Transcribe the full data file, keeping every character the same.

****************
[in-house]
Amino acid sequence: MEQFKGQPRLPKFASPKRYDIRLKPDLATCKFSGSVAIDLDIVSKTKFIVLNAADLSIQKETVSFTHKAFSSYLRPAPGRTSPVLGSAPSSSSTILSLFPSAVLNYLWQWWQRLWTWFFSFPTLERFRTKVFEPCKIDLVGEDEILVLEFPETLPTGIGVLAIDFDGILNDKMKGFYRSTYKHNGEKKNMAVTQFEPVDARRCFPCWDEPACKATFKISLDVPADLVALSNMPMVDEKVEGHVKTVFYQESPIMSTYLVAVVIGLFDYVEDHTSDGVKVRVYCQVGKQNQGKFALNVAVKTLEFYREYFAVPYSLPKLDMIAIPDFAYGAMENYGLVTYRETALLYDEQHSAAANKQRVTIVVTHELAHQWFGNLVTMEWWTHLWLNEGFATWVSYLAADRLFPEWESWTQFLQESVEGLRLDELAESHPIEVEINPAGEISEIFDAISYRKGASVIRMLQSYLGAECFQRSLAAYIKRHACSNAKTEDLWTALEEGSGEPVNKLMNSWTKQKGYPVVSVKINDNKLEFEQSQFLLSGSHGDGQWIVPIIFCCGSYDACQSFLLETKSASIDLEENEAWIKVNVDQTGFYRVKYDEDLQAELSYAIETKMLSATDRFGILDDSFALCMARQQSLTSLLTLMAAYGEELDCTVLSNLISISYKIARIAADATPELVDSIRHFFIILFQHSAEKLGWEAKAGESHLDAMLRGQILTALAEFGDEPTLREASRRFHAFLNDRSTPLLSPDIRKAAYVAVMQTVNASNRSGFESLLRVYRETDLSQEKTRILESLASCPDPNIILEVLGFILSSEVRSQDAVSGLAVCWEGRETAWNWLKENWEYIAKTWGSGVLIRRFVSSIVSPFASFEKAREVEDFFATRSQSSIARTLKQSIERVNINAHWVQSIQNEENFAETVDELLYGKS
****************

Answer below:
[in-house]
Amino acid sequence: MEQFKGQPRLPKFASPKRYDIRLKPDLATCKFSGSVAIDLDIVSKTKFIVLNAADLSIQKETVSFTHKAFSSYLRPAPGRTSPVLGSAPSSSSTILSLFPSAVLNYLWQWWQRLWTWFFSFPTLERFRTKVFEPCKIDLVGEDEILVLEFPETLPTGIGVLAIDFDGILNDKMKGFYRSTYKHNGEKKNMAVTQFEPVDARRCFPCWDEPACKATFKISLDVPADLVALSNMPMVDEKVEGHVKTVFYQESPIMSTYLVAVVIGLFDYVEDHTSDGVKVRVYCQVGKQNQGKFALNVAVKTLEFYREYFAVPYSLPKLDMIAIPDFAYGAMENYGLVTYRETALLYDEQHSAAANKQRVTIVVTHELAHQWFGNLVTMEWWTHLWLNEGFATWVSYLAADRLFPEWESWTQFLQESVEGLRLDELAESHPIEVEINPAGEISEIFDAISYRKGASVIRMLQSYLGAECFQRSLAAYIKRHACSNAKTEDLWTALEEGSGEPVNKLMNSWTKQKGYPVVSVKINDNKLEFEQSQFLLSGSHGDGQWIVPIIFCCGSYDACQSFLLETKSASIDLEENEAWIKVNVDQTGFYRVKYDEDLQAELSYAIETKMLSATDRFGILDDSFALCMARQQSLTSLLTLMAAYGEELDCTVLSNLISISYKIARIAADATPELVDSIRHFFIILFQHSAEKLGWEAKAGESHLDAMLRGQILTALAEFGDEPTLREASRRFHAFLNDRSTPLLSPDIRKAAYVAVMQTVNASNRSGFESLLRVYRETDLSQEKTRILESLASCPDPNIILEVLGFILSSEVRSQDAVSGLAVCWEGRETAWNWLKENWEYIAKTWGSGVLIRRFVSSIVSPFASFEKAREVEDFFATRSQSSIARTLKQSIERVNINAHWVQSIQNEENFAETVDELLYGKS